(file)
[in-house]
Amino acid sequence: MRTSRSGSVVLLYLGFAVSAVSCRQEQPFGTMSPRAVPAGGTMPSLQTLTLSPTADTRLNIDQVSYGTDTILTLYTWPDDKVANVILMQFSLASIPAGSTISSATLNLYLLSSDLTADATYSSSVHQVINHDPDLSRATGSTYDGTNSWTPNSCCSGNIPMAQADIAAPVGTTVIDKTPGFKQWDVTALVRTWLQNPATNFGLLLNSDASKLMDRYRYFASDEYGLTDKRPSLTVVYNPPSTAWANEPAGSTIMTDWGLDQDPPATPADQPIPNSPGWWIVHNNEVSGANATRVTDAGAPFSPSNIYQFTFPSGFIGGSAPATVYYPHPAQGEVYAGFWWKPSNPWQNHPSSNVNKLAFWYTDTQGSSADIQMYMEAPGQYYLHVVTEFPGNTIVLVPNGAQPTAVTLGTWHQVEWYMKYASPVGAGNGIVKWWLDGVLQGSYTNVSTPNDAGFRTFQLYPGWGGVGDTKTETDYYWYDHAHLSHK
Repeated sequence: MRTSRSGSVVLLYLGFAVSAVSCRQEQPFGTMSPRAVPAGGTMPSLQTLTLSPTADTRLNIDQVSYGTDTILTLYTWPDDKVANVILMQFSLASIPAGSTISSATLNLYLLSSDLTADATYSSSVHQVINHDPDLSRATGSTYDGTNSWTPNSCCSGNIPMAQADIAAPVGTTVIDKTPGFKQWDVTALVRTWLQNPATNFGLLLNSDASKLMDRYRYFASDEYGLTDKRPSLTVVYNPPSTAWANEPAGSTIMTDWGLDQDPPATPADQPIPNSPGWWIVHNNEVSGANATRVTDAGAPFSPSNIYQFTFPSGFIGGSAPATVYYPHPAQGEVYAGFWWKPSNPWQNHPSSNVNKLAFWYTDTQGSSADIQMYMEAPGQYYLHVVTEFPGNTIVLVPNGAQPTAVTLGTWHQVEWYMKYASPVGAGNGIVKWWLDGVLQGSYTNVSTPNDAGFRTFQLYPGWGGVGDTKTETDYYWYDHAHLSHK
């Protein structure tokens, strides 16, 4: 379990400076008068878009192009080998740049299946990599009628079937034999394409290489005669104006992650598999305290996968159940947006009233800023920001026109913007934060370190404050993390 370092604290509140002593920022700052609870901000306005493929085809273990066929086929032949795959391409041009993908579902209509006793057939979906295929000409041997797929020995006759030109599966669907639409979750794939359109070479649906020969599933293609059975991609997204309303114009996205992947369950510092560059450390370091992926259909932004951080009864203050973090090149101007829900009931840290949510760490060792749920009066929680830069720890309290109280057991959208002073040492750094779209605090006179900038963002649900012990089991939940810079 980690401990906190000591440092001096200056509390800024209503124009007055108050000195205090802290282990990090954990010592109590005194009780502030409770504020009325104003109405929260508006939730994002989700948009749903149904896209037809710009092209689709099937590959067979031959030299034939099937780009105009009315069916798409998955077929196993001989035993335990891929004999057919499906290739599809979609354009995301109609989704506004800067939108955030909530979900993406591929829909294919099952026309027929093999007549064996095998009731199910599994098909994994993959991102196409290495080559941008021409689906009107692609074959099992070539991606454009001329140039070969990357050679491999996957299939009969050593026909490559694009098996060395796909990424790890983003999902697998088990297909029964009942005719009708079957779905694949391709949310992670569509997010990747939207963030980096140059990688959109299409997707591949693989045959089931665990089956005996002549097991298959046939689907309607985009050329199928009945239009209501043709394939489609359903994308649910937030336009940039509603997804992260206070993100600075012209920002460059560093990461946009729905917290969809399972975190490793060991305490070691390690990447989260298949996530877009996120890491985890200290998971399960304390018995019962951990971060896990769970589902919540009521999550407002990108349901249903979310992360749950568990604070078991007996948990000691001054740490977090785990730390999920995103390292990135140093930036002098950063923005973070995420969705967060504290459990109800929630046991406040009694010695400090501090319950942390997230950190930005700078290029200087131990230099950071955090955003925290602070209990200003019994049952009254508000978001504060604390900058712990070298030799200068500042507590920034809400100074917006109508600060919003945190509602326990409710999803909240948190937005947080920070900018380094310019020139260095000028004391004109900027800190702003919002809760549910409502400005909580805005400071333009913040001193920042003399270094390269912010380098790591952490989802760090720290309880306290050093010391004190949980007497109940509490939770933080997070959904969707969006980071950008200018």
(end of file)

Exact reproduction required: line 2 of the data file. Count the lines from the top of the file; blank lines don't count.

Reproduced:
Amino acid sequence: MRTSRSGSVVLLYLGFAVSAVSCRQEQPFGTMSPRAVPAGGTMPSLQTLTLSPTADTRLNIDQVSYGTDTILTLYTWPDDKVANVILMQFSLASIPAGSTISSATLNLYLLSSDLTADATYSSSVHQVINHDPDLSRATGSTYDGTNSWTPNSCCSGNIPMAQADIAAPVGTTVIDKTPGFKQWDVTALVRTWLQNPATNFGLLLNSDASKLMDRYRYFASDEYGLTDKRPSLTVVYNPPSTAWANEPAGSTIMTDWGLDQDPPATPADQPIPNSPGWWIVHNNEVSGANATRVTDAGAPFSPSNIYQFTFPSGFIGGSAPATVYYPHPAQGEVYAGFWWKPSNPWQNHPSSNVNKLAFWYTDTQGSSADIQMYMEAPGQYYLHVVTEFPGNTIVLVPNGAQPTAVTLGTWHQVEWYMKYASPVGAGNGIVKWWLDGVLQGSYTNVSTPNDAGFRTFQLYPGWGGVGDTKTETDYYWYDHAHLSHK